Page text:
There’ve been a series of terrorist attacks in Europe, and now France, one of the countries hardest hit, is adjusting to this elevated threat.
Last week, the French parliament passed yet another law that gives state police and judicial authorities new powers to detain people suspected of terrorist activities, put people under house arrest and use deadly force to stop potential threats.
Since the shootings at the offices of Charlie Hebdo last year and the attacks that killed 130 people this year, French people have been trying to cope with the fact that not only is their country a target for terrorism, but terrorists who participated in the attacks were born and raised in France and in neighboring Belgium.
And now the French are asking a question Americans have been struggling with: How does a country balance civil-liberties with safety and security?
Producer Emma Jacobs reports from Paris on how the French are answering the question… and the answer lies at the intersection of French values, French fears, and French laws.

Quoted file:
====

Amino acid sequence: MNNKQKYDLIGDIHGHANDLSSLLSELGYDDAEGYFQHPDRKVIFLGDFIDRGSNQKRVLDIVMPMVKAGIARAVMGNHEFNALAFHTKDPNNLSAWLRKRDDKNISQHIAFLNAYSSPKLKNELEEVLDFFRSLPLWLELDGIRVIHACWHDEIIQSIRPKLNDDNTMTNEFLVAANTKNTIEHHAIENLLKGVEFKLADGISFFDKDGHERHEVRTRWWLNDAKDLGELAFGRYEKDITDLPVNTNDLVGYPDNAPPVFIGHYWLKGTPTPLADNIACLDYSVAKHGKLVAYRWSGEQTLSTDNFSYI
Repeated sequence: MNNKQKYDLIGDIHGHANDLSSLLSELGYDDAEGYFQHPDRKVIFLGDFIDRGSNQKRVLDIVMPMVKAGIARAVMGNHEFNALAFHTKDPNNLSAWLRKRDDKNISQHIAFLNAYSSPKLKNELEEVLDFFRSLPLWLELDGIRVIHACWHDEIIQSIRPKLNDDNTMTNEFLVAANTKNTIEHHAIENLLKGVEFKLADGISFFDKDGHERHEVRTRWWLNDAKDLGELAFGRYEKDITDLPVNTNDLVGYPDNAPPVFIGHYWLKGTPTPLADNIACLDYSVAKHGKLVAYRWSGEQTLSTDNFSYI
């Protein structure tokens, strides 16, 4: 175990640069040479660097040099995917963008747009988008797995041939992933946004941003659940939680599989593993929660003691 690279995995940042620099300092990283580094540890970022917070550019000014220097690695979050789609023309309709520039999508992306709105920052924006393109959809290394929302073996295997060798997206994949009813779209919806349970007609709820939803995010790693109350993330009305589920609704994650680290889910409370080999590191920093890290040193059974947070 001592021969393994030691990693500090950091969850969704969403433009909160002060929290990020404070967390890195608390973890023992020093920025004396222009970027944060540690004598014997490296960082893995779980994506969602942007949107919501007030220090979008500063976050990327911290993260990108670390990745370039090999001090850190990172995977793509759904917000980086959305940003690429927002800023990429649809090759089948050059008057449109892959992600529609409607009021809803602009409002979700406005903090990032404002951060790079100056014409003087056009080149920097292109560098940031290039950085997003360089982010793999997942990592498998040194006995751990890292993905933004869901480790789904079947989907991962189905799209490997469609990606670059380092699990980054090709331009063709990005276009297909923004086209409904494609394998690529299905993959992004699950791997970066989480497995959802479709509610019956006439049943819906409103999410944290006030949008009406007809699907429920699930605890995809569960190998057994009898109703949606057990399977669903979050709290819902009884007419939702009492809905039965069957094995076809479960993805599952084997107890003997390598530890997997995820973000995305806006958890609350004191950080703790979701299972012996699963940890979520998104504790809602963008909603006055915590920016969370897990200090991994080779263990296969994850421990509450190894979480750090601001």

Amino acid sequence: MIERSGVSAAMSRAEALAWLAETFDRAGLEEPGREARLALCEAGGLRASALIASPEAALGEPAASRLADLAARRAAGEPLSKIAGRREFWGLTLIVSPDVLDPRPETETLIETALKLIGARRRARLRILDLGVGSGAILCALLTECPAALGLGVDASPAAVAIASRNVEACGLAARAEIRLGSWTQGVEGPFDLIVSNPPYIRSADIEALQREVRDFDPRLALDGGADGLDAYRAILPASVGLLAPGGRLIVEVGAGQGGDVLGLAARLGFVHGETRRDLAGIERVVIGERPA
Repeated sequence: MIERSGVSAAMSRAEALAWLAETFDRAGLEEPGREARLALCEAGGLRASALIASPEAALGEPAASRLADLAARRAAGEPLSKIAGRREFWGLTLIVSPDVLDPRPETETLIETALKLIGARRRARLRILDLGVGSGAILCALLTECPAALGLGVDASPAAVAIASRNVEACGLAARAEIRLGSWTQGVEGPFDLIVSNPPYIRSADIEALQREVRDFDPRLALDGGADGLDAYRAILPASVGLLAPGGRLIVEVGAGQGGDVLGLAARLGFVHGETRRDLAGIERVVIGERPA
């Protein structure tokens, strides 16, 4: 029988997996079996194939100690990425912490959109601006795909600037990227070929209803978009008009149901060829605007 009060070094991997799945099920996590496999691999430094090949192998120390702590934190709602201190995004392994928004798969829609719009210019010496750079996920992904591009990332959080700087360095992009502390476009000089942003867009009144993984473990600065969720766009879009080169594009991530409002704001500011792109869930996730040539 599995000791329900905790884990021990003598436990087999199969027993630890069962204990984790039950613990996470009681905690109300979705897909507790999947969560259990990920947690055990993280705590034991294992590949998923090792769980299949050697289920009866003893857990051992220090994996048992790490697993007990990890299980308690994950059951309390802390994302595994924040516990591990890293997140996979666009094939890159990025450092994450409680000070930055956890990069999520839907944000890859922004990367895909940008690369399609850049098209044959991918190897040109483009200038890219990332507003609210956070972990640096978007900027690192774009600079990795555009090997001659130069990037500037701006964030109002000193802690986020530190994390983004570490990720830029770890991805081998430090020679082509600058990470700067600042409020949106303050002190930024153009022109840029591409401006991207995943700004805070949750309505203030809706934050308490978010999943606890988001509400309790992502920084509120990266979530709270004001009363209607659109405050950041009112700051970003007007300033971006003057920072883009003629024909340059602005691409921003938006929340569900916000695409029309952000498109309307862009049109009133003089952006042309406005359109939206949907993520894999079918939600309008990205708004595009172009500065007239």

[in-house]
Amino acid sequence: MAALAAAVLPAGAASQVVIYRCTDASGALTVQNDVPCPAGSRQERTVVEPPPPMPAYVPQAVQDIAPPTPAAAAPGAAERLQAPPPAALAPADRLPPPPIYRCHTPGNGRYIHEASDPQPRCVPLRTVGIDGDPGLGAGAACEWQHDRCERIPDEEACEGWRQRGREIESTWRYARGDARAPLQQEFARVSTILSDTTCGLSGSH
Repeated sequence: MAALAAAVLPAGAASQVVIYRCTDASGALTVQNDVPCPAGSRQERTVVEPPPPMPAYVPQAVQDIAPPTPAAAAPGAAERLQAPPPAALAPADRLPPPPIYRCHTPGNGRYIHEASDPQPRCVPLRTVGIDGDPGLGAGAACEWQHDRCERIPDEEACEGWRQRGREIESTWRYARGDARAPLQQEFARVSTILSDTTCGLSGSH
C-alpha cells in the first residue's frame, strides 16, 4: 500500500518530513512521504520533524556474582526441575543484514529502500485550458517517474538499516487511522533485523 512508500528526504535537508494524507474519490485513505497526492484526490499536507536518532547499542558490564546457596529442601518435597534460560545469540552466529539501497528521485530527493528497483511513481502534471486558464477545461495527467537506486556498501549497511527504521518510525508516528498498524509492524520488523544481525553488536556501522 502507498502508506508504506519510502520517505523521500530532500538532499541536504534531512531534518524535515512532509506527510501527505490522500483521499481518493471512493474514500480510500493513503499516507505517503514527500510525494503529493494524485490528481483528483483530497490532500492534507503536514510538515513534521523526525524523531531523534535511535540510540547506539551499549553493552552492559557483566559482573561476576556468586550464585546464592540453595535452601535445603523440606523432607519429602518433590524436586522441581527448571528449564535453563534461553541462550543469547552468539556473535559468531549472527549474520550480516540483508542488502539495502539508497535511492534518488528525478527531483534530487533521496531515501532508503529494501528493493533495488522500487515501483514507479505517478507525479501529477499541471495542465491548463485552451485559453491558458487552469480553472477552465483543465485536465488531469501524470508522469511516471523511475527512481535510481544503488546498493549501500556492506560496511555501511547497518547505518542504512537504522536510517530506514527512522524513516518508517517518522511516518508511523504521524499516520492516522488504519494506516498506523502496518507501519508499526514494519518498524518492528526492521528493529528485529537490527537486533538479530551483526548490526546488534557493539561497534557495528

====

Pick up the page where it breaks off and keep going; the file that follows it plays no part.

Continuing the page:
On a Tuesday morning in March, images of smoke rising from the Brussels airport loop on the television at the cafe Le Carillon in Paris. News of the explosions has just broken. One man drinking coffee at the bar is riveted by the TV on the back wall. But others who stop in for a morning espresso seem unaffected. The bartender stands watching the television when it’s quiet. He’s cheerful and chatty with customers. This is a prime example of Paris’s new normal.
Le Carillon was one of the places attacked in November by ISIS fighters; it’s only been a few months since workers finished patching the bullet holes.
Parisians are trying to return to their old normal lives, but Paris remains on high alert. Soldiers in camouflage patrol the narrow sidewalks and search bags at the post office and department stores. France is also grappling with how to adapt its laws to keep people safe.
Three days after the November attacks in Paris, French President Francois Hollande made a speech in the grand Palace of Versailles, the symbol of French power.
HOLLANDE: La France est en guerre. Les actes commis vendredi soir à Paris et près du Stade de France, sont des actes de guerre.
HOLLANDE: France is at war. The acts committed in Paris and near the Stade de France on Friday evening are acts of war.
It was a forceful speech, made by a Socialist President at a time when the far-right seemed poised to benefit from fears of terrorism.